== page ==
• Young Men’s Emergency and Transitional Program – both programs open 24/7
• Long term Housing Program – 65 housing units
• Youth Engagement Program – youth take on leadership roles providing advice
At-risk youth move to different levels of supportive housing based on their identified needs. The Housing Continuum is geared to eliminate a multitude of barriers that street-involved youth face in obtaining and maintaining housing. “Our focus is to encourage young people to work on goals they have identified for themselves and to guide them,” said Dan Sabourin, Director of Community Services. “We are a woman positive, gay/bisexual/transgender positive and culturally sensitive environment that provides a safe place for all youth.”
Many youth identify the need for support to resolve complex issues, such as issues related to parenthood, sexual orientation, drug use, criminal behaviour and violence, prostitution and street life because their options are limited. They often struggle with low self-esteem and self-blame, and a history of family instability, conflict and abuse. These young people are vulnerable to exploitation, and they are often distrustful of systems which are imposed on them, Sabourin said.
“We are committed to creating a safe, non-judgemental environment in which young people, when they express themselves, are recognized and valued as individuals. We believe that a key element of our work is to broaden the range of choices for young people. We do so by providing current, accurate information about the options available to young people regarding their basic needs and lifestyle choices.”
More Choices for Youth in NL
At-risk youth in St. John’s, NL now have access to a new supportive housing facility. Through the Homelessness Partnering Strategy, the Government of Canada provided $595,000 in funding to Choices for Youth to help purchase and renovate the Lilly Building, a three-storey facility. The work included transforming the top two floors into 14 supportive housing units for youth between the ages of 16 and 25, as well as renovating the bottom floor to create office and program administration space for the facility’s staff. The building was part of a skills training and employment program where the youth were trained and completed the renovations themselves.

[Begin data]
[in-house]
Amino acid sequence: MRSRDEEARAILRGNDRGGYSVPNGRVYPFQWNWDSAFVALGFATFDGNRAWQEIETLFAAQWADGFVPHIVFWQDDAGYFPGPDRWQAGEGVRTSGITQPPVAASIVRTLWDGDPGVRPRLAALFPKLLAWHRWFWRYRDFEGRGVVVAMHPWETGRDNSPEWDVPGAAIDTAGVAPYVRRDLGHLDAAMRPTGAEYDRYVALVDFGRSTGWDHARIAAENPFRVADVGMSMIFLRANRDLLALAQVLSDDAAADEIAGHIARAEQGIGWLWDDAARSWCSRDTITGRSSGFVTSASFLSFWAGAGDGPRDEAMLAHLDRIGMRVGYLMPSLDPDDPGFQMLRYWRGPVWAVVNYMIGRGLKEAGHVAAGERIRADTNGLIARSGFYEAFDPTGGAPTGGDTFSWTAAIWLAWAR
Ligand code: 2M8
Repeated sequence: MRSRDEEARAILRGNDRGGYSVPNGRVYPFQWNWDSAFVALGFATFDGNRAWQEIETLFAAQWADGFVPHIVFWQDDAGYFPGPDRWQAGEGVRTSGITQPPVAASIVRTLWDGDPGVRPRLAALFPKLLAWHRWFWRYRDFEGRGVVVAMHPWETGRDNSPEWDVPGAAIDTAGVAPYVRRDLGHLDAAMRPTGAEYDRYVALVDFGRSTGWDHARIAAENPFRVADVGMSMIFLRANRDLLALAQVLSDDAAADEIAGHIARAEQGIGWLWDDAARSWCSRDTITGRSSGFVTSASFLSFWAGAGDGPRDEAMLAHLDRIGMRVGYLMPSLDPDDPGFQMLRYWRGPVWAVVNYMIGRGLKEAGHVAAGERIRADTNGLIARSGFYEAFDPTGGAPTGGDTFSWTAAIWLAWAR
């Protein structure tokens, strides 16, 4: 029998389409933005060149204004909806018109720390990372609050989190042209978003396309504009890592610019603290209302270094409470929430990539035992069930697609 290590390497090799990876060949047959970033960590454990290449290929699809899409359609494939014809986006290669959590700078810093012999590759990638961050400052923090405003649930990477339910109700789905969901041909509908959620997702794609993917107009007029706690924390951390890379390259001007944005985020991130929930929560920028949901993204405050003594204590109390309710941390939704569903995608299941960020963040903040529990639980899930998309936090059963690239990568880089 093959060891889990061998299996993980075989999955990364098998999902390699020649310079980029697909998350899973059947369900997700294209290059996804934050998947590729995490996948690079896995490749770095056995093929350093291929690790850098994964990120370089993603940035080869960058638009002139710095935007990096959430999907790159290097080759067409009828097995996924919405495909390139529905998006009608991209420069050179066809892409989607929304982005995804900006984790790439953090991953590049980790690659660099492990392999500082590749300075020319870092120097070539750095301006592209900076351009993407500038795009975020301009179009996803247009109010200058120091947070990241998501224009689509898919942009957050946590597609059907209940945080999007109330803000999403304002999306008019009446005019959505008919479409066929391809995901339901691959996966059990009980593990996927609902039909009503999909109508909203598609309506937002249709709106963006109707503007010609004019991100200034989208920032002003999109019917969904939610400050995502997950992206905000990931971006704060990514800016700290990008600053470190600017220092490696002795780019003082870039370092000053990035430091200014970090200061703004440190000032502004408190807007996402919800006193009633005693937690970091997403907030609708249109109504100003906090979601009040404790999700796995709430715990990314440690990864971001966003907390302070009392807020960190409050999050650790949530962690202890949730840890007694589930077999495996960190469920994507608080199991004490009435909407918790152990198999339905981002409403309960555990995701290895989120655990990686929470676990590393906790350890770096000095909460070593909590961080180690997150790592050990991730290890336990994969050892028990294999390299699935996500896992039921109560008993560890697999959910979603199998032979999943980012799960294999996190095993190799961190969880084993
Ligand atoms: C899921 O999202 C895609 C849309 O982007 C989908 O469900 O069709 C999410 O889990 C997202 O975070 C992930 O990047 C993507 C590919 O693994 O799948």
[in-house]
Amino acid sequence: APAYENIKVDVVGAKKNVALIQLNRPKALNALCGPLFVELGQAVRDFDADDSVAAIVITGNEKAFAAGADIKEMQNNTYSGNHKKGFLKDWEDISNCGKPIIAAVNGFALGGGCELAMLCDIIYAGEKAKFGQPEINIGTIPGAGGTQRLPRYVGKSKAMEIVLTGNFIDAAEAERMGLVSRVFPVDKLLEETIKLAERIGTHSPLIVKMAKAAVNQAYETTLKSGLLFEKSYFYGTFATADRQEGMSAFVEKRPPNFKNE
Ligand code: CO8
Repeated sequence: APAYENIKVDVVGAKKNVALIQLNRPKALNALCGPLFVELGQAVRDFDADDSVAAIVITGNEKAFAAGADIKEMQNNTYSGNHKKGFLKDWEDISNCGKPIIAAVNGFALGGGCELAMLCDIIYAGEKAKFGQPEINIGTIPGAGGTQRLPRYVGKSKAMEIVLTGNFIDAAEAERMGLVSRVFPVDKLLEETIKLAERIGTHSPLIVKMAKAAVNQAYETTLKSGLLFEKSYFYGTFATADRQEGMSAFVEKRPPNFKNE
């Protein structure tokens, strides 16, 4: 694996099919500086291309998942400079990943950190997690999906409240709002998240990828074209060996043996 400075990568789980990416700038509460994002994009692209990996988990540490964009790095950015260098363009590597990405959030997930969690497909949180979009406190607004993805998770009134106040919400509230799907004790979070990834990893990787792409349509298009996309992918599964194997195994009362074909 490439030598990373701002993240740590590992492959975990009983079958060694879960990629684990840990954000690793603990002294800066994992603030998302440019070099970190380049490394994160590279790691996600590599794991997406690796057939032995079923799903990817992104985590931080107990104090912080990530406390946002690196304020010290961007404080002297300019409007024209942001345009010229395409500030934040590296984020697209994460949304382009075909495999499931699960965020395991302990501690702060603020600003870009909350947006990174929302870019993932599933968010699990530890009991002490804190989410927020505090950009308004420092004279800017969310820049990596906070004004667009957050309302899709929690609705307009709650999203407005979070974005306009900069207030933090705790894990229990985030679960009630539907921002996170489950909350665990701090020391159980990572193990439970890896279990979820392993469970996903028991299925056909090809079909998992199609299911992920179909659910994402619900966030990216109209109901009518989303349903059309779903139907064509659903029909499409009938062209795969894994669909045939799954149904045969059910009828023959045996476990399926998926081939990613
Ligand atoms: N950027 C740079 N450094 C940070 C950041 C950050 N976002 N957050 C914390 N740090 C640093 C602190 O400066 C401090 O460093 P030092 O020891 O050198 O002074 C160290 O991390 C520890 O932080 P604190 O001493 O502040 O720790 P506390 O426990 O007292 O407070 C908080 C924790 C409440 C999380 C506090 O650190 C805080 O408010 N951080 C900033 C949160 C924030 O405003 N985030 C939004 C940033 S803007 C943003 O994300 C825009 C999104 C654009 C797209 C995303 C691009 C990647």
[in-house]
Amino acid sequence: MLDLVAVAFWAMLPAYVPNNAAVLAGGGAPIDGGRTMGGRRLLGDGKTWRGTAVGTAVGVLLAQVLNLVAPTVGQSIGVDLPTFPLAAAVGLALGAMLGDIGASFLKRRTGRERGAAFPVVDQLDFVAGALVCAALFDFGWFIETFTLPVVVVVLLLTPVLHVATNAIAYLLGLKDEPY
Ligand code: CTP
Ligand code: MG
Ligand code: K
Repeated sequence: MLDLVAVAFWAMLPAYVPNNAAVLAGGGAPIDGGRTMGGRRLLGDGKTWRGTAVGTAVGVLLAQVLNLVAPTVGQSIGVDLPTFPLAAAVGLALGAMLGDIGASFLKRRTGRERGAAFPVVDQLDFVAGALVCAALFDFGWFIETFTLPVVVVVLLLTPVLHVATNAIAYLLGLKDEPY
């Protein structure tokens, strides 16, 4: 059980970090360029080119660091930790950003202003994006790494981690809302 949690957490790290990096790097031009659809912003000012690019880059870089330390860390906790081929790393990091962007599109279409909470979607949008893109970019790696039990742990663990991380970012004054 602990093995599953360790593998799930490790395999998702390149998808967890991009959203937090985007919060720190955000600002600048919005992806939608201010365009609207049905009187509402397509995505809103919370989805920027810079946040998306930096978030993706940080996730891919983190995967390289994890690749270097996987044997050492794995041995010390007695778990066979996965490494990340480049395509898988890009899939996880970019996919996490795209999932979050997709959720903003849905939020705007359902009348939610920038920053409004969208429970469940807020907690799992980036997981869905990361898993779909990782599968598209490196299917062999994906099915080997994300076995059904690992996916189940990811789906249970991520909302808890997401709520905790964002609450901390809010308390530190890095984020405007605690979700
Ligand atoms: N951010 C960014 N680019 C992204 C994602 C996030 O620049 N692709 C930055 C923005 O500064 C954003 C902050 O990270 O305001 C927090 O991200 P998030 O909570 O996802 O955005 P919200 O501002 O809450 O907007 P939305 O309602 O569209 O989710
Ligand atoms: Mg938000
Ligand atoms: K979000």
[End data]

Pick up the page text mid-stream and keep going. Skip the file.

Niagara Releases New Report on Youth Homelessness
A new report, Sofas, Shelters and Strangers: A Report on Youth Homelessness in Niagara, has been released by Niagara Region Community Services. The report identifies eight recommendations to improve access to services for homeless and at risk youth.
Corporate Canada Continues to Invest in Solutions to Youth Homelessness
In addition to Intact Financial Corporation recently joining Raising the Roof's Youthworks initiative as Lead Partner, two more Canadian corporations have decided to make a significant investment in long-term solutions to the crisis of youth homelessness in Canada.
The Home Depot Canada Foundation has made a $100,000 commitment over two years to Raising the Roof, to support the development of skills training and employment programs for at-risk youth as a Youthworks Major Partner. As the charitable arm of The Home Depot Canada, the Foundation is dedicated to using its skills, knowledge and resources to develop sustainable homes and communities for Canadians.
In addition, Youthworks will continue to enjoy the generous support of Major Partner Direct Energy. As a Lead and founding Partner in the first phase of Youthworks, and a key supporter of many Raising the Roof programs over the past seven years with corporate and employee donations totalling more than $2 million, Direct Energy has shown a deep and abiding commitment to addressing the issue of homelessness.